Stephen Cranston Writer & columnist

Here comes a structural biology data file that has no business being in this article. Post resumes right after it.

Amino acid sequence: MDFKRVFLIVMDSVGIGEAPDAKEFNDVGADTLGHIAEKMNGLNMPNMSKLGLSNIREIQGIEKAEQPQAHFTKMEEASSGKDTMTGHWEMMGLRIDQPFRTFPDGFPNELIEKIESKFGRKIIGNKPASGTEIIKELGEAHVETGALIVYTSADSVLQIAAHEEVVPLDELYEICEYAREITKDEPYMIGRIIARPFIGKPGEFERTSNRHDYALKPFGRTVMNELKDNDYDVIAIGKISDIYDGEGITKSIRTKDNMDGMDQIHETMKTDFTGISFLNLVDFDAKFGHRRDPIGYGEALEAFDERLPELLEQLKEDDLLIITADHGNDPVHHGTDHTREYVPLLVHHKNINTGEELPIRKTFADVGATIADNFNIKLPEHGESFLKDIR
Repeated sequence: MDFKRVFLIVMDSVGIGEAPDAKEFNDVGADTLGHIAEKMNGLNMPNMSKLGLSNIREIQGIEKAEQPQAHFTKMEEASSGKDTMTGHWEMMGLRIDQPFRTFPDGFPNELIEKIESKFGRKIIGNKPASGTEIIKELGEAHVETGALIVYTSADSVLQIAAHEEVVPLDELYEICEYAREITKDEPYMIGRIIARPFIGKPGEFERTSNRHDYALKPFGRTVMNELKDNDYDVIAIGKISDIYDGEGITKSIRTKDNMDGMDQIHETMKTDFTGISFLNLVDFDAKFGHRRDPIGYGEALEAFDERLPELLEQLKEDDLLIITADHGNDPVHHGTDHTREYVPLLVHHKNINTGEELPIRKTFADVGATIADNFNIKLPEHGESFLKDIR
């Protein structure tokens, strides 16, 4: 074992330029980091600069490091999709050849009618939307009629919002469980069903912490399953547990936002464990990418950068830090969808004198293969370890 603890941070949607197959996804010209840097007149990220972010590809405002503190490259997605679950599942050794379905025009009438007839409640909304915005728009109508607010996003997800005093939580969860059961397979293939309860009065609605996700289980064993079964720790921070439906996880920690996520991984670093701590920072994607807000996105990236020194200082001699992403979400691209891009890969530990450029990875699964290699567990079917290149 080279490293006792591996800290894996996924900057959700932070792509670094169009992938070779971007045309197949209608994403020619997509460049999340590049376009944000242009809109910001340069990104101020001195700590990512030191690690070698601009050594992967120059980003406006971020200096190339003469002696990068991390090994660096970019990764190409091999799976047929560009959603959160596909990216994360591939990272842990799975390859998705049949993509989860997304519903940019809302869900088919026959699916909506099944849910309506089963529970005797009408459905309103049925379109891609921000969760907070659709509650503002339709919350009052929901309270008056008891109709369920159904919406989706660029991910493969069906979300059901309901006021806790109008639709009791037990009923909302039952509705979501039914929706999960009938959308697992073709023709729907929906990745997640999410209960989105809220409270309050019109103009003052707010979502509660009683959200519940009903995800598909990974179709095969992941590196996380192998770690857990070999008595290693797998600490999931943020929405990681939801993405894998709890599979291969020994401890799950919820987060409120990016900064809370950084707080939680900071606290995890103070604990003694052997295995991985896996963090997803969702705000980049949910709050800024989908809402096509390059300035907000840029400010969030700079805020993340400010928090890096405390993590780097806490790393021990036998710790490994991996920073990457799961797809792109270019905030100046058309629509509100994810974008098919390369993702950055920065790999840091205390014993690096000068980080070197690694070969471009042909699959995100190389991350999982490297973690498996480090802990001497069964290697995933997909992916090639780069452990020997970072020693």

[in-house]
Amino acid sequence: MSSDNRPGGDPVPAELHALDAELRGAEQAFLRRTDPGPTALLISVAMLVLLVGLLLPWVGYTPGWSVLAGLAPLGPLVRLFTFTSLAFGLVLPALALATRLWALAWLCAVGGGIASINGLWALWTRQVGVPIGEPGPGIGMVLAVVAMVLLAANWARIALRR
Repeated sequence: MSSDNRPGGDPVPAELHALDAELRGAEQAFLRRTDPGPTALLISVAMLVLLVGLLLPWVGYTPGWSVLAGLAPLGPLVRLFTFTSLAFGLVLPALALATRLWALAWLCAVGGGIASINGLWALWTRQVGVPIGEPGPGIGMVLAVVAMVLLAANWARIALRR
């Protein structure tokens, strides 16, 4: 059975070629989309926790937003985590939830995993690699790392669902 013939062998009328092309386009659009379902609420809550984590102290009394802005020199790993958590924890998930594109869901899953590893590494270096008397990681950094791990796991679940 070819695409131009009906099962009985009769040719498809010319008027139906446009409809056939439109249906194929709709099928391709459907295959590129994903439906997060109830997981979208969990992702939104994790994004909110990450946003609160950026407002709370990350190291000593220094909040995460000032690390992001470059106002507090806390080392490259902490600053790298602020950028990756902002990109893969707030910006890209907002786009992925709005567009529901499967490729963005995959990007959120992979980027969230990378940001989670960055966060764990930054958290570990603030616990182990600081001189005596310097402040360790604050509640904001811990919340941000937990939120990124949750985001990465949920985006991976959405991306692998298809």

There is nothing unusual about the concept of tactical asset allocation (TAA). Whether a client uses a single manager or a multimanager, part of the service he or she expects is for the fund manager to sell equities when they are expensive and to buy when they are cheap. Yet in the most recent century TAA was an Australian airline best known for ripping off the public. The prevailing orthodoxy, as expressed by the pioneers of multimanagement such as Frank Russell and SEI, was that stock selection was good, but tampering with asset allocation bad. It is true that these multimanagers, with their background in pension fund consulting, lacked the skills to manage a TAA programme, but others emerged. The most prominent of these was London-based Prudential M&G. The head of the TAA unit there, Dave Fishwick, had to put up with the kind of abuse from multimanagers that Scientologists get when they leave the church. The worst term of abuse in this somewhat geeky world is to be called a marke...

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